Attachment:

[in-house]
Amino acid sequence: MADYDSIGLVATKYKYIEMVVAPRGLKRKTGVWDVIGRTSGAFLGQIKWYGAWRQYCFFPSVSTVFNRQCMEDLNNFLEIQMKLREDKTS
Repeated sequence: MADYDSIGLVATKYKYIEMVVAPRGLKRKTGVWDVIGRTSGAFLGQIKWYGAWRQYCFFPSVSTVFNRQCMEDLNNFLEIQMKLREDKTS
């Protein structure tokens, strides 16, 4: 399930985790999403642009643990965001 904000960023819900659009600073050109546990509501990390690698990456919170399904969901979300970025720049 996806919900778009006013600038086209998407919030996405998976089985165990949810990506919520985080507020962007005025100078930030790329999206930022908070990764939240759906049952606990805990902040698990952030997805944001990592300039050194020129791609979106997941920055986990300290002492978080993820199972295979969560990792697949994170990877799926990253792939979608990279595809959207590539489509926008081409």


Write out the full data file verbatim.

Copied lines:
[in-house]
Amino acid sequence: MADYDSIGLVATKYKYIEMVVAPRGLKRKTGVWDVIGRTSGAFLGQIKWYGAWRQYCFFPSVSTVFNRQCMEDLNNFLEIQMKLREDKTS
Repeated sequence: MADYDSIGLVATKYKYIEMVVAPRGLKRKTGVWDVIGRTSGAFLGQIKWYGAWRQYCFFPSVSTVFNRQCMEDLNNFLEIQMKLREDKTS
């Protein structure tokens, strides 16, 4: 399930985790999403642009643990965001 904000960023819900659009600073050109546990509501990390690698990456919170399904969901979300970025720049 996806919900778009006013600038086209998407919030996405998976089985165990949810990506919520985080507020962007005025100078930030790329999206930022908070990764939240759906049952606990805990902040698990952030997805944001990592300039050194020129791609979106997941920055986990300290002492978080993820199972295979969560990792697949994170990877799926990253792939979608990279595809959207590539489509926008081409």